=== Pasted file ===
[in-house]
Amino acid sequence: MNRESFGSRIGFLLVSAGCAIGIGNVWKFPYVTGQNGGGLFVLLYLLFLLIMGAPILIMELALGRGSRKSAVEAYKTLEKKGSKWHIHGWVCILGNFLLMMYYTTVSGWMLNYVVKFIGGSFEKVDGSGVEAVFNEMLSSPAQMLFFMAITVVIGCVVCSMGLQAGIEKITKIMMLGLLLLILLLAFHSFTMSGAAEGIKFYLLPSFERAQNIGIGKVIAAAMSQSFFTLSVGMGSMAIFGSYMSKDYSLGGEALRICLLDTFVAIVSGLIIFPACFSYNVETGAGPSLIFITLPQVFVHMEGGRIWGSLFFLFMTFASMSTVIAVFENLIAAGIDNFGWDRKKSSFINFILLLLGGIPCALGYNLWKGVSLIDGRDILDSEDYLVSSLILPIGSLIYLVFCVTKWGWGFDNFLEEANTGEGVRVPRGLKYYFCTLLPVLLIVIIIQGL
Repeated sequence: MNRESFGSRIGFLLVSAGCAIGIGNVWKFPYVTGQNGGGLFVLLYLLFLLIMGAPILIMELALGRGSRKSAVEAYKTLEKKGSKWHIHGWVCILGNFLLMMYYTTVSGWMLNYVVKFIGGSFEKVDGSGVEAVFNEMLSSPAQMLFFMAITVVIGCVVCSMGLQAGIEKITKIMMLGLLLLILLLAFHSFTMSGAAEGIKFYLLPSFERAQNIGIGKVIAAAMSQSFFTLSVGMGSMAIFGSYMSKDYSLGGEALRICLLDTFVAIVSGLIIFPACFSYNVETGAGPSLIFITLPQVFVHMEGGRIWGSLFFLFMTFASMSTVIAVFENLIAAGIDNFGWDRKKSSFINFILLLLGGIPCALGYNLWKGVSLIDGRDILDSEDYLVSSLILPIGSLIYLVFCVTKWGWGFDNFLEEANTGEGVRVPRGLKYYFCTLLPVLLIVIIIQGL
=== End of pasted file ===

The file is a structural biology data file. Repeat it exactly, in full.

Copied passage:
[in-house]
Amino acid sequence: MNRESFGSRIGFLLVSAGCAIGIGNVWKFPYVTGQNGGGLFVLLYLLFLLIMGAPILIMELALGRGSRKSAVEAYKTLEKKGSKWHIHGWVCILGNFLLMMYYTTVSGWMLNYVVKFIGGSFEKVDGSGVEAVFNEMLSSPAQMLFFMAITVVIGCVVCSMGLQAGIEKITKIMMLGLLLLILLLAFHSFTMSGAAEGIKFYLLPSFERAQNIGIGKVIAAAMSQSFFTLSVGMGSMAIFGSYMSKDYSLGGEALRICLLDTFVAIVSGLIIFPACFSYNVETGAGPSLIFITLPQVFVHMEGGRIWGSLFFLFMTFASMSTVIAVFENLIAAGIDNFGWDRKKSSFINFILLLLGGIPCALGYNLWKGVSLIDGRDILDSEDYLVSSLILPIGSLIYLVFCVTKWGWGFDNFLEEANTGEGVRVPRGLKYYFCTLLPVLLIVIIIQGL
Repeated sequence: MNRESFGSRIGFLLVSAGCAIGIGNVWKFPYVTGQNGGGLFVLLYLLFLLIMGAPILIMELALGRGSRKSAVEAYKTLEKKGSKWHIHGWVCILGNFLLMMYYTTVSGWMLNYVVKFIGGSFEKVDGSGVEAVFNEMLSSPAQMLFFMAITVVIGCVVCSMGLQAGIEKITKIMMLGLLLLILLLAFHSFTMSGAAEGIKFYLLPSFERAQNIGIGKVIAAAMSQSFFTLSVGMGSMAIFGSYMSKDYSLGGEALRICLLDTFVAIVSGLIIFPACFSYNVETGAGPSLIFITLPQVFVHMEGGRIWGSLFFLFMTFASMSTVIAVFENLIAAGIDNFGWDRKKSSFINFILLLLGGIPCALGYNLWKGVSLIDGRDILDSEDYLVSSLILPIGSLIYLVFCVTKWGWGFDNFLEEANTGEGVRVPRGLKYYFCTLLPVLLIVIIIQGL